Association for Behavior Analysis International

The Association for Behavior Analysis InternationalĀ® (ABAI) is a nonprofit membership organization with the mission to contribute to the well-being of society by developing, enhancing, and supporting the growth and vitality of the science of behavior analysis through research, education, and practice.

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31st Annual Convention; Chicago, IL; 2005

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Symposium #45
CE Offered: BACB
Functional Analysis and Treatment of Complex Interresponse Relations between Severe Behavior and Stereotypy
Saturday, May 28, 2005
2:30 PM–3:50 PM
Continental A (1st floor)
Area: AUT; Domain: Applied Research
Chair: Louis P. Hagopian (Kennedy Krieger Institute)
Discussant: Wayne W. Fisher (Marcus Autism Center)
CE Instructor: Louis P. Hagopian, Ph.D.
Abstract:

Although not typically targeted for intervention, stereotypic and ritualistic behaviors can be problematic when they occur at high rates, interfere with acquisition of new skills, or when they lead to more severe behavior such as aggression or self-injury. The current symposium will address issues related to the assessment and treatment of stereotypic and ritualistic behaviors that are functionally related to severe problem behavior. The first presentation will illustrate two forms of response-response relations: one in which blocking stereotypic behavior induces aggression; and one in which self-injury had a higher probability of occurrence following stereotypy (revealed via a conditional probability analysis). The second presentation will illustrate how severe problem behavior can be maintained by gaining access to materials that are necessary for engaging in automatically reinforced stereotypy. The third presentation will illustrate a similar response-response between complex ritualistic behavior and severe problem behavior. In addition to presenting assessment methodologies for identifying response-response relations between stereotypic behavior and severe problem behavior, interventions designed to reduce these behaviors, based on an analysis of those relations, will be presented and discussed.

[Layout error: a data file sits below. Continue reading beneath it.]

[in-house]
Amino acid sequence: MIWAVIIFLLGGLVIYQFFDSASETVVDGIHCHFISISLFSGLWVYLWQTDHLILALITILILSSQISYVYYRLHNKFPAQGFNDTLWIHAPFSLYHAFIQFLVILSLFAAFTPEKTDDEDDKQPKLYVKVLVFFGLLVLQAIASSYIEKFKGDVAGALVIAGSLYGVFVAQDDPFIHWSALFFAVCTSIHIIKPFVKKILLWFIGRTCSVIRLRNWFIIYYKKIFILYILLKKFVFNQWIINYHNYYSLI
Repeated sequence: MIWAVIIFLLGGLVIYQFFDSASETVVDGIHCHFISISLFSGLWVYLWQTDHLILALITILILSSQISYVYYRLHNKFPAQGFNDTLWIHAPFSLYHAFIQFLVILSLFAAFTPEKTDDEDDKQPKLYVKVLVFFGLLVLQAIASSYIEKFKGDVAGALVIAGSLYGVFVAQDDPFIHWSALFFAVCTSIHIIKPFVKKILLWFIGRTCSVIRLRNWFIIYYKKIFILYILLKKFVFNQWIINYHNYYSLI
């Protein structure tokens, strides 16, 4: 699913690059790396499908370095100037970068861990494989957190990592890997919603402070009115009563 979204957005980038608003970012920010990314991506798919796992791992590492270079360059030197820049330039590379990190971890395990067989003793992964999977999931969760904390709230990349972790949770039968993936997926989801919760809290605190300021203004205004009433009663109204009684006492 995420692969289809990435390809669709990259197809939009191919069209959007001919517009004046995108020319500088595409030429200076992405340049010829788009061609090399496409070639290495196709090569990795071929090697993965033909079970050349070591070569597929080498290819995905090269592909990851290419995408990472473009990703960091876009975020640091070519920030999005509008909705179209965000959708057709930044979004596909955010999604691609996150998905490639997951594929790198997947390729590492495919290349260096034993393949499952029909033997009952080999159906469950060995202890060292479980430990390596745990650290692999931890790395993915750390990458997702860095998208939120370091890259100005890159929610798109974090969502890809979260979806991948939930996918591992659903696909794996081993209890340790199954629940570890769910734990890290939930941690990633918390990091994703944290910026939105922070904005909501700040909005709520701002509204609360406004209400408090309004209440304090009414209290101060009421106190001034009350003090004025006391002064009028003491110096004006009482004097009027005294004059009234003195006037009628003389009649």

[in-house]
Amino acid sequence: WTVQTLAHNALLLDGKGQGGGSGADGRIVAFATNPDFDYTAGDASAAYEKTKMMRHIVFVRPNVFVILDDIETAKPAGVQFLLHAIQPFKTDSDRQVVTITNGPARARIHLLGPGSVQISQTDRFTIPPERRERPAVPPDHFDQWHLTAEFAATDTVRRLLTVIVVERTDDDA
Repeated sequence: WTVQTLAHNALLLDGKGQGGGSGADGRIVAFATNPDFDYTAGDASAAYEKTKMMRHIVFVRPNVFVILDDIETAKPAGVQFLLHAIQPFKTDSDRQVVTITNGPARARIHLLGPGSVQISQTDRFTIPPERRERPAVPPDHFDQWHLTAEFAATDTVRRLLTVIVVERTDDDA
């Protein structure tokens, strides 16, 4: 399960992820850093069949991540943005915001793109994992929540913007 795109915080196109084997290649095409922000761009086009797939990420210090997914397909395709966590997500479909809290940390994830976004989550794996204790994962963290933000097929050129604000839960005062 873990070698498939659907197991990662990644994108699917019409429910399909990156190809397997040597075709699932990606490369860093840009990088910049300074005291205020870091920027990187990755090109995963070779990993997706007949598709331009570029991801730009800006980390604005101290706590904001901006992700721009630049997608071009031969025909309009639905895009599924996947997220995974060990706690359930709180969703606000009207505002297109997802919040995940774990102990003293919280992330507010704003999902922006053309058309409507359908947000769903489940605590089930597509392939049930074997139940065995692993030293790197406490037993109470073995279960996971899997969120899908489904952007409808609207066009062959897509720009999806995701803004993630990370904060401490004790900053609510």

Analysis and Intervention of Stereotypy-Severe Behavior Relations
ERIC BOELTER (Kennedy Krieger Institute), David E. Kuhn (Kennedy Krieger Institute), Stephanie A. Contrucci Kuhn (Kennedy Krieger Institute), Louis P. Hagopian (Kennedy Krieger Institute)
Abstract: Although not typically targeted for treatment, stereotypic behavior can be problematic when it is excessive such that it interferes with adaptive behavior or when it leads to more severe behavior. Data are presented from four individuals with developmental delays, ages 5-20 years, that engaged in various forms of stereotypic behavior that appeared related to aggression or self-injury. For the first two participants, response blocking for stereotypic behavior was found to occasion aggression. An intervention including competing stimuli targeting stereotypic behavior effectively reduced stereotypy as well as aggression. Conditional probability analyses were conducted with the other two participants and indicated that probability of problem behavior (self-injury) was increased following the occurrence of stereotypy. A procedure that interrupted engagement in stereotypy was then implemented and resulted in decreases in self-injury. These data suggest that stereotypy may function as part of a response chain that culminated in self-injury. Collectively, the findings suggest that response-response relations between